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PEARL JAM: Dark Matter Theatrical Experience

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Monkeywrench Records/Republic Records

Out Now

Unlike most of my reviews, no-one actually asked me to do this one. Since my wife is such a massive fan of Pearl Jam though, she decided to drag me along for the Dark Matter Theatrical Experience. As the story goes, we get to listen to the album in full in a dark cinema, and then we get a second run through it with some visuals. I overheard that the experience would last a couple of hours, so we all load up with some lollies and those massive cups of drink that they sell you so that we’ll definitely need to get up for an inconvenient piss at some point. It’s a bit counter-productive really.

So, my first critique here is that the screen was still dim-lit for the initial listening. In my opinion, and this is just my opinion, it should have been switched off for complete darkness because the soft glow of the massive I-Max screen was just ever so slightly distracting. It’s actually really weird sitting here listening to an album in full, in the dark, kind of. It’s like I’m a teenager again, and on this first listen I just sit and listen. And on that note, someone dropped a fart I could taste, and I’m thinking it’s one of the teenage girls over in the next row. Probably a vegan going by the methane levels in that one.

The album kicks off with some dark noise/matter but then very quickly rocks into some very familiar-sounding Pearl Jam stylings. It’s no 10 or Vs opener, but it is a bit of a rocker. The visuals so far are just the album artwork kind of spinning around and transitioning in and out of itself. There are also lyrics like those annoying lyric videos, but I have no idea what the song is called, so I do us all a favour for this review and check out the album listing. It’s called Scared of Fear, but I had it originally tagged “We used to laugh”.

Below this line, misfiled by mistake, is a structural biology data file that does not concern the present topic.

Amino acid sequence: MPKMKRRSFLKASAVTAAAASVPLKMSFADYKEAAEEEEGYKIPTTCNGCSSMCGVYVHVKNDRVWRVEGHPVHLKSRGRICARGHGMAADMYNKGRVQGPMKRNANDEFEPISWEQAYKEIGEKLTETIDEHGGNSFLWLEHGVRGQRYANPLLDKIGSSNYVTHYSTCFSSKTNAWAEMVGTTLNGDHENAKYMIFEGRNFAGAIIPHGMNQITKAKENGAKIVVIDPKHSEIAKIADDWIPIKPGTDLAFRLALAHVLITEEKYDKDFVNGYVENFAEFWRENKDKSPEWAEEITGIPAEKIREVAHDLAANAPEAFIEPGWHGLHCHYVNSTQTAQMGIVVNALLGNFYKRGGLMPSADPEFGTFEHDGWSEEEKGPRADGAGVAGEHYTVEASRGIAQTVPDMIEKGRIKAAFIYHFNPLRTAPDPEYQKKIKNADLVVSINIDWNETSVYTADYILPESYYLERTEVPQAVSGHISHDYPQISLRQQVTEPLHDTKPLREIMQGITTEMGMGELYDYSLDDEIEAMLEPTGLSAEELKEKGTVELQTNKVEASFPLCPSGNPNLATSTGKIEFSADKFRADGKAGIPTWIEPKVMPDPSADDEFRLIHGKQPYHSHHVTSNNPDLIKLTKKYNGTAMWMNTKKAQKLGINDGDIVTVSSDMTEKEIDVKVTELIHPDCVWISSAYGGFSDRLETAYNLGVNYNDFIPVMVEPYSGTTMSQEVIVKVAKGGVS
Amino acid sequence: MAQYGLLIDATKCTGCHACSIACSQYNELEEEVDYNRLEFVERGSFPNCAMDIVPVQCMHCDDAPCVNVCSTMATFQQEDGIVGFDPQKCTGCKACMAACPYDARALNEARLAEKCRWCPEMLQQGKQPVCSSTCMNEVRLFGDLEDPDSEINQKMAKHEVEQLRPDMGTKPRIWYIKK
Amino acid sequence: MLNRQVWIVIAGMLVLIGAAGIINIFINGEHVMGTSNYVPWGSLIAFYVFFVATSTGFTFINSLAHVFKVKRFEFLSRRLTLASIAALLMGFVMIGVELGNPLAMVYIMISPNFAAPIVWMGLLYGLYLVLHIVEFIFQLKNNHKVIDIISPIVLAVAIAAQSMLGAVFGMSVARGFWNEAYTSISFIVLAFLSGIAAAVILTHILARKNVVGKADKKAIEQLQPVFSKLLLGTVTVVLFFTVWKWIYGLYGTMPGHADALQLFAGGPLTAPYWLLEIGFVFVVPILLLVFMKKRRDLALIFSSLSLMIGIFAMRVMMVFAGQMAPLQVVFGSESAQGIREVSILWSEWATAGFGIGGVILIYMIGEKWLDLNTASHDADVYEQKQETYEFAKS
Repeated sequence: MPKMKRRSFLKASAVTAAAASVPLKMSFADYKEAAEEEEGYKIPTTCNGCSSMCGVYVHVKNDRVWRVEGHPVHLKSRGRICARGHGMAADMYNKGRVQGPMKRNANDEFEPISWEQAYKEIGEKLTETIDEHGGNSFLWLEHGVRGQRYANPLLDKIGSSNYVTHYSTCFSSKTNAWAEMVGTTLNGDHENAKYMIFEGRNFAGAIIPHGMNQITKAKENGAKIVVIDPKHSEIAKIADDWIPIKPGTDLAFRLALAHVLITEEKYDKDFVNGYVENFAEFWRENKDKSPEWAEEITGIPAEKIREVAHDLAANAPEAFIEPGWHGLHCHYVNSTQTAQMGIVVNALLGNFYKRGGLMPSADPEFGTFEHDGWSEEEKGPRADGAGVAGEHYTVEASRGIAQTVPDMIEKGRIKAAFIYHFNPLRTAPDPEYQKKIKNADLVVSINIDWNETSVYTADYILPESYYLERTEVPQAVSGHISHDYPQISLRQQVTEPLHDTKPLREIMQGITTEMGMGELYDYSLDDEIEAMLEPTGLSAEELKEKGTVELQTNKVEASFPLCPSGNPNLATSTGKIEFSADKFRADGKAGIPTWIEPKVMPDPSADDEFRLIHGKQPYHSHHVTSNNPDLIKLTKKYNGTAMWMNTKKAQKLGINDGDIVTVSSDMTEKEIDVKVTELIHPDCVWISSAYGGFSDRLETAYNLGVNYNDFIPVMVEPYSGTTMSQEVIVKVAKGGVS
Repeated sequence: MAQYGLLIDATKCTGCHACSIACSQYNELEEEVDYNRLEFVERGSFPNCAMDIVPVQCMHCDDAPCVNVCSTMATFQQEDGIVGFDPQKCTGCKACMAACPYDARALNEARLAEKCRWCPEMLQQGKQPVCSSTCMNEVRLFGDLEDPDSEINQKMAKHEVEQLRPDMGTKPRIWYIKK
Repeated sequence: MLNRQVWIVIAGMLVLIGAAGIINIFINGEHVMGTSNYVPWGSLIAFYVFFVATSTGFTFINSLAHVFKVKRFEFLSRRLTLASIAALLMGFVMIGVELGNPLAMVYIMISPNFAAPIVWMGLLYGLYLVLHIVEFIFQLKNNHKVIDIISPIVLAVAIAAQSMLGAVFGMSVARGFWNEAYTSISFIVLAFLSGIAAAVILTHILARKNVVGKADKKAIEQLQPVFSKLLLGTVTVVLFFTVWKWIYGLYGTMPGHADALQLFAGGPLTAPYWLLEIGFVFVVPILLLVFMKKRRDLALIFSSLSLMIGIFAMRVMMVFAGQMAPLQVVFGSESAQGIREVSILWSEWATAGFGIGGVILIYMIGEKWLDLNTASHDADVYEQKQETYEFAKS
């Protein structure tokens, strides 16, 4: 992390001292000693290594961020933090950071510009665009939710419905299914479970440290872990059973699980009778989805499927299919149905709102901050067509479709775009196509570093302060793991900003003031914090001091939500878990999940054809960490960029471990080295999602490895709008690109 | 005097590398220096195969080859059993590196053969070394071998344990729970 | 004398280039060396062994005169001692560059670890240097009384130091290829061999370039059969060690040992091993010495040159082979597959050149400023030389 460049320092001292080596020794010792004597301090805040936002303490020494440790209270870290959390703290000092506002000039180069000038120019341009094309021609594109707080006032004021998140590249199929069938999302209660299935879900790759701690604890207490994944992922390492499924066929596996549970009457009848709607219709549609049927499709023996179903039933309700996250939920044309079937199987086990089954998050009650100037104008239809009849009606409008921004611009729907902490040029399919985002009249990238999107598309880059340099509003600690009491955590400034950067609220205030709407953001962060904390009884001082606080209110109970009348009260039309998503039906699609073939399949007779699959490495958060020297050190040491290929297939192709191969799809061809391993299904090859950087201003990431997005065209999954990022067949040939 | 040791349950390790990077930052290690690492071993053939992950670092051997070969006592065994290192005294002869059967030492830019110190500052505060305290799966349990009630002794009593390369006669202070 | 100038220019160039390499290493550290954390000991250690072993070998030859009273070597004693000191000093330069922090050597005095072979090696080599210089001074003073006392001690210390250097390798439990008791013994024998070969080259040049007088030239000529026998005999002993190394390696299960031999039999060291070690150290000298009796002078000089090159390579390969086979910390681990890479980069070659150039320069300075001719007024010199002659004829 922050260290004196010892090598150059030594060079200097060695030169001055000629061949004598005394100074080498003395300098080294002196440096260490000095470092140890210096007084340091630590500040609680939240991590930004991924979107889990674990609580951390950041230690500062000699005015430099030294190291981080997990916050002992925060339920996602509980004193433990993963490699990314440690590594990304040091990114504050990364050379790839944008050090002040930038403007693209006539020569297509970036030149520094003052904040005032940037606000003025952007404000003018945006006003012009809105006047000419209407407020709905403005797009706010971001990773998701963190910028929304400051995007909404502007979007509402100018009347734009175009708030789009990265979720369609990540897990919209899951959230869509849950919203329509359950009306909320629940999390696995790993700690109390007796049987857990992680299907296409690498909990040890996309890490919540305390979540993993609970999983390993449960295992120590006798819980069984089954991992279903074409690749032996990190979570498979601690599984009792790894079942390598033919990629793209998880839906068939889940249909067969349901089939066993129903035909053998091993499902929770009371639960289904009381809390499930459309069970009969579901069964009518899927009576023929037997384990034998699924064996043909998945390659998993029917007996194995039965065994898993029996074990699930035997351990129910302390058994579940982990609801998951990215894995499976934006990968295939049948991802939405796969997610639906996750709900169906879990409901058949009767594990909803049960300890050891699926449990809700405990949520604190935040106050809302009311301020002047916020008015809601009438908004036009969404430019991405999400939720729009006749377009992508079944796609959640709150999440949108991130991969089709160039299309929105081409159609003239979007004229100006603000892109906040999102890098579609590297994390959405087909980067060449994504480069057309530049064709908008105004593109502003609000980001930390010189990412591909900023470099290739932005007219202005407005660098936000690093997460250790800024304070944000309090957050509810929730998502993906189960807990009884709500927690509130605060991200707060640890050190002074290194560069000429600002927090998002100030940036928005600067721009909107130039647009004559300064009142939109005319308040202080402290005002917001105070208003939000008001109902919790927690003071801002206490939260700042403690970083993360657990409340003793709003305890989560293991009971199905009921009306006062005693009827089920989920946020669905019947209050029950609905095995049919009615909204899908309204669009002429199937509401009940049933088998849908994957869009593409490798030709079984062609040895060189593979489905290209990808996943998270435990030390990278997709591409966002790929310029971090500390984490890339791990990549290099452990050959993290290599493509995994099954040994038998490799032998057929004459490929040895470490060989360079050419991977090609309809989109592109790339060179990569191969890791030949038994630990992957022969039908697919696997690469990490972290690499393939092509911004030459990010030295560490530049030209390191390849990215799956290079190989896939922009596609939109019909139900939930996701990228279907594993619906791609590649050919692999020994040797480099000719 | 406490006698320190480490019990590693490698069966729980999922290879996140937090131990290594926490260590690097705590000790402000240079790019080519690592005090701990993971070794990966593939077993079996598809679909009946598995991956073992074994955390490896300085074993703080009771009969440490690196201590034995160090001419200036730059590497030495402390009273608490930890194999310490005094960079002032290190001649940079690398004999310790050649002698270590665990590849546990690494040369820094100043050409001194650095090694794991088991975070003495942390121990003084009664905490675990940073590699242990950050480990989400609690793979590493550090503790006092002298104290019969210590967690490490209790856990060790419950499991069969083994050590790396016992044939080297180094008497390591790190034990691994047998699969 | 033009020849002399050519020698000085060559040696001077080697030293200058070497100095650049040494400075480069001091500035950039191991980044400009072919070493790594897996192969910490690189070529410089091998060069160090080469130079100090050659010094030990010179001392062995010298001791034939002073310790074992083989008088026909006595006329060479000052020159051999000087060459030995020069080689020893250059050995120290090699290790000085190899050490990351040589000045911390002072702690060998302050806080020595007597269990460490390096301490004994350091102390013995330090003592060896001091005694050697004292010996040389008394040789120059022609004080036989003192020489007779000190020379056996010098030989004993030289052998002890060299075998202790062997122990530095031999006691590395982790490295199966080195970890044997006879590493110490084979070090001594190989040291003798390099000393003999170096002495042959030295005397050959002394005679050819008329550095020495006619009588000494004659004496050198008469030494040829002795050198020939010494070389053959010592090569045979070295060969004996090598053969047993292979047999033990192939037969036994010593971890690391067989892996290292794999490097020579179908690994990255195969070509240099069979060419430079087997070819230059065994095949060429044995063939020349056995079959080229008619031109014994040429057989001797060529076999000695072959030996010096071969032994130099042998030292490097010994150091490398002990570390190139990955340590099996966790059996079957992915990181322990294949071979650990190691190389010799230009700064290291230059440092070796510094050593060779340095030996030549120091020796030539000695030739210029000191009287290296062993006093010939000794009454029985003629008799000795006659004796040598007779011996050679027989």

The following track is one bass note short of a bond theme song, and it’s another straight-up rocker. Eddie Vedder doesn’t disappoint with his vocals and his token lyrics that are extremely hard to understand. Luckily, there are still lyrics behind some fiercely spinning thing that is happening on screen. This may have been called “Don’t react, respond”, but it turns out that it’s just called React, Respond. This would have been easier for me and everyone else if they displayed the song titles for each track. Anyway, a ripping guitar solo ends the song, and we move onto track 3.

Track 3, or Wreckage as I now know it by, brings us what sounds like a single. It’s an acoustic track which doesn’t excite me much, and I don’t have much to say about this apart from the fact that I originally had it down as “Combing Through the Wreckage” due to those very lyrics being sung in the chorus.

Thumping tom rolls start the title track Dark Matter, which soon turns into what sounds like Pearl Jam’s version of a Nu-Metal song. I actually don’t fucking mind this one, because I’m a Nu-metal guy from way back. I’m also a Pearl Jam guy from way back. Well, for their first two albums, anyway. The lyrics in this one are a bit deep and also a bit woke. It’s probably the stand-out track for me so far, with a ripper solo at the end. Oh, and the visual was like a black hole or something.